4. Get rid of the distractions. In extreme cases, I’ve found myself using Stayfocusd on my browser and Freedom app on my phone so that I have zero access to social media. I’ll even turn off my phone so that I don’t get iMessages, my Slack isn’t going off 24/7 and my WhatsApp group chats are faded into the background. I used this near total sensory deprivation technique, along with finding places in the library that are open but lack distractions and finished a 20,000 word draft of one of my pre-dissertation papers in six days. Reading rooms are great for this: they are public spaces where you won’t be tempted to do random distracting stuff.

  5. Just get started. Don’t worry about it not making sense or not being good enough. Start writing. Start reading. Start doing. Get the mental ball rolling. At some point what you write will make sense and then you’ll have opened the doorway to success.

In short, procrastination is a psychological battle. Arm yourself with strategies for getting beyond it. Your future self will thank you.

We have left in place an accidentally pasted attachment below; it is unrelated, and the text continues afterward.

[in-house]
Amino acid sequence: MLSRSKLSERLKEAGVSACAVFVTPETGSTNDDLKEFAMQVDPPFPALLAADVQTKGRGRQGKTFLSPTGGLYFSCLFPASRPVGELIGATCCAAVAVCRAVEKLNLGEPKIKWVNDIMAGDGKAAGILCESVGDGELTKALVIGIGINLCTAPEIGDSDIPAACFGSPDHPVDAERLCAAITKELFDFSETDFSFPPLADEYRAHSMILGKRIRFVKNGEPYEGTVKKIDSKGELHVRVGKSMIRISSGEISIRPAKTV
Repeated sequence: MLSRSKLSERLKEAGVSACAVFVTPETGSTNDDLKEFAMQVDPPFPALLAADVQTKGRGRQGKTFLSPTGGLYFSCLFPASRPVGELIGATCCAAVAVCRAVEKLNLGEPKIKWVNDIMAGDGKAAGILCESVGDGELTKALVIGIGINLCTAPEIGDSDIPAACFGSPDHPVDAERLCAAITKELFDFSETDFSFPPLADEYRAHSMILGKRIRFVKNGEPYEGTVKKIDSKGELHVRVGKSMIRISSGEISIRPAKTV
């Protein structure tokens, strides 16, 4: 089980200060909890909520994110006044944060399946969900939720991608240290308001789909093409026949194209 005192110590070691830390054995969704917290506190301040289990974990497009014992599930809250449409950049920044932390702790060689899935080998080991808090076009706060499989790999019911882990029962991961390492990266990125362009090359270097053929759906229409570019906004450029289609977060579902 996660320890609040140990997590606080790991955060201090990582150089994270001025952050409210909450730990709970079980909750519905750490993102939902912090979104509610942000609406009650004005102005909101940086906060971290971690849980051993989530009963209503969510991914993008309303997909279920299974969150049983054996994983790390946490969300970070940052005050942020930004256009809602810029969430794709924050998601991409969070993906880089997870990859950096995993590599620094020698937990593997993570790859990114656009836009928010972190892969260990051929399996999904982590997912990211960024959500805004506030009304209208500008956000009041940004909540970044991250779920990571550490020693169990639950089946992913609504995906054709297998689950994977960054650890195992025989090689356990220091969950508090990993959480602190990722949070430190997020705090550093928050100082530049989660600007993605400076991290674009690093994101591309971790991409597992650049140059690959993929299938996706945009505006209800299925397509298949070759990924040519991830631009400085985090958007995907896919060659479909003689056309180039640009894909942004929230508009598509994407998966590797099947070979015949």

Principle 17 Summary

  • Procrastination is about fear and is primarily psychological.
  • Be positive, plan but don’t over-plan, and at the end of the day, the most important thing to do is to just get started, no matter how rough or bad you think your output will be.

Principle 18: Be deliberate about your daily schedule

How often do you get to your computer in the morning or pick up your phone only to realize that you’ve already been derailed from what you planned to do that day? How often are these derailments actually productive?

Being deliberate about your day goes beyond saying no (which we covered in other principles). That’s the defensive part of scheduling deliberately. Being smart about your day also requires you to have a good plan for using the time available to you. This is the offensive part of scheduling deliberately. Do this by discovering your best time of day to do work and by aligning activities to your body’s natural rhythms.